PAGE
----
Last Edited on: 12/27/07 12:59 PM ET - Total times edited: 1
Date Posted: 12/27/2007 1:27 PM ET
Member Since: 8/26/2006
Posts: 9,333
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I've found that when a package arrives in my mail slot ripped, often it is because the wrapper (or envelope) isn't tight enough.  I think the postal sorting machines somehow grab the loose wrapping, and the package gets mauled.  And I've received packages that look as if they've been run over multiple times by a truck, too.  One or two survived anyway, but those had all edges and seams taped for reinforcement.

And a loose wrapper can actually allow damage to the binding.  Picture your package on the bottom of the truck, and several heavy packages on top of it, shifting as the truck takes the turns.  As the load shifts, the bottom of your package tends to try to stay where it is, while the top moves back and forth, sometimes cracking the binding.  Tight packaging and tape on all edges works a bit like a packing box, making the package into a solid "brick."

The nice thing here is that you're dealing with an experienced person who knows that this kind of damage can occur in shipping.  She's not assuming that you mailed out an unpostable book.  (Can you picture that conversation???) And the nice thing for her is that she's dealing with You (!!!) and that you're both being very polite & respectful, and you returned her credit right away.  It's a disappointment when you send out a beautiful book and it arrives damaged, but kudos to you for the way you dealt with it.  We're fortunate to have you both here as members!

Here is what the Help Center says about books damaged by USPS:

 

If your book was marked as "Damaged by USPS"
  • This means the book was damaged en route by USPS.
    • USPS has a superb record of delivering packages intact, but accidents do happen. If the package was wrapped properly and this was just bad luck, then you do not need to refund the credit.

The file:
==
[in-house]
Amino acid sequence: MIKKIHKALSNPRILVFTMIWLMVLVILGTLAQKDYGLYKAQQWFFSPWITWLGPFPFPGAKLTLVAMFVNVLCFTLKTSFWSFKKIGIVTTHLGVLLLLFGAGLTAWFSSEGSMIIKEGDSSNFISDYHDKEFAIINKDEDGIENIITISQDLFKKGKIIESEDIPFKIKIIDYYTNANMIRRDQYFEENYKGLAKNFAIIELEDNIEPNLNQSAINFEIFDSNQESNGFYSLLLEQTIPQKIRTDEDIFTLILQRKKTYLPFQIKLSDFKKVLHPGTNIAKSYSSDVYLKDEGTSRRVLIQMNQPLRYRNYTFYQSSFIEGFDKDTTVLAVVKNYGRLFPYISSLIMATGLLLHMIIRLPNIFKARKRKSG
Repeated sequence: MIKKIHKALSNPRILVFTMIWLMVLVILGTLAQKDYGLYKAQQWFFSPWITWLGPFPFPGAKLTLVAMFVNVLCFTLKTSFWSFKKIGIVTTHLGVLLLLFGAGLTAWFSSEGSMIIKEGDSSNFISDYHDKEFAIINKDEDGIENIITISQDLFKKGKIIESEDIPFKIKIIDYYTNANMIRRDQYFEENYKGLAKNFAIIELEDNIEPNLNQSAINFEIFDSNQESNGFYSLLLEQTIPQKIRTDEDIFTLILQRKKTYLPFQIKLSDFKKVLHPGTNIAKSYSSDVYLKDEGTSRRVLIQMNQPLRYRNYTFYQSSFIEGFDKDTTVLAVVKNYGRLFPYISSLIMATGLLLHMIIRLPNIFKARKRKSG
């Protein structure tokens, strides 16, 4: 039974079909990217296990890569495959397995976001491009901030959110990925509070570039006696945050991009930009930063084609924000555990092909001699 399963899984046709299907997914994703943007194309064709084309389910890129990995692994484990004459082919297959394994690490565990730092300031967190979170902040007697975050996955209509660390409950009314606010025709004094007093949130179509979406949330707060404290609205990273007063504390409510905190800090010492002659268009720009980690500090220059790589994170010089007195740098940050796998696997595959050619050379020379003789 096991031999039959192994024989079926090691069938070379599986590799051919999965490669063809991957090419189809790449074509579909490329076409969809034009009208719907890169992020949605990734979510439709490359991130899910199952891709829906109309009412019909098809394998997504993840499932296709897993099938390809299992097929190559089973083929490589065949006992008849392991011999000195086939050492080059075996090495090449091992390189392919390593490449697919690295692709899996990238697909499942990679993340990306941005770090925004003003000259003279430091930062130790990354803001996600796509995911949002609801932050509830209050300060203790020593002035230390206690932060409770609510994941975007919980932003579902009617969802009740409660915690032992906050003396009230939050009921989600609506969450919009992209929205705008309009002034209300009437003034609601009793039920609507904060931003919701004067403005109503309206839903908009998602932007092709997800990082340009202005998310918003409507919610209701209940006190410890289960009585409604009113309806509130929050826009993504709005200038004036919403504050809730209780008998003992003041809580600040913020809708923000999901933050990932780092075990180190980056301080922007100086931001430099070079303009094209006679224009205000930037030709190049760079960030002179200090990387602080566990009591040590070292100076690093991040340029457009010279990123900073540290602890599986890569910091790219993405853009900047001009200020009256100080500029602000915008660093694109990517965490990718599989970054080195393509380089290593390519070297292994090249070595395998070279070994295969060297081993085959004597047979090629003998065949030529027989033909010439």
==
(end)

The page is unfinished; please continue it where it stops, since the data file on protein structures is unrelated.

• If the method with which the book was wrapped could have contributed to its damage en route, you should read here for guidance in wrapping a book. The main points are: use plenty of tape (2-inch shipping tape, not Scotch), especially to reinforce corners and seams, and make sure that your shipment is completely enclosed within the packaging (there should be no portion of the book(s) inside exposed).
    • If your book was damaged en route due to poor packaging, you should refund the credit."

And you can ask her to mail the book back to you -- as Lisa said, it's her choice whether to do so or not -- but you should offer either another credit, or to pay the postage. 

 

Date Posted: 12/27/2007 5:31 PM ET
Member Since: 3/2/2006
Posts: 83
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Maybe ask for a picture??

jenna

Date Posted: 12/27/2007 8:58 PM ET
Member Since: 8/23/2007
Posts: 26,510
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I got 2 books w/the wrapper barely hanging on today. Both came from the South to me in the Pacific NW.  On one book there was thick packing tape directly on the book.  You could see where the wrapper had torn so I'm thinking a postal employee taped it up somewhere along the line. I felt like a surgeon trying to get the book out. But luckily both books survided their journey. Not sure what to tell you about your book. It's possible that the book got "cleaved" in transit.  If so it's really no one's fault.  Very nice of you to give the credit back.  I got a book one time that came in a clear plastic bag from the USPO and what looked like red wine spilled on it.  There was a letter from the PO saying it was damaged in transit.  I didn't ask for a credit back though. It wasn't the senders fault. 

Date Posted: 12/28/2007 10:58 AM ET
Member Since: 6/30/2007
Posts: 1,837
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I've received several books in brown paper that ripped open in transit.  I've been very lucky that only a couple of them were damaged because of it.  Not sure why the brown paper seems to fare worse than even plain ole white bond paper, but it happens on the ones coming to me fairly regularly.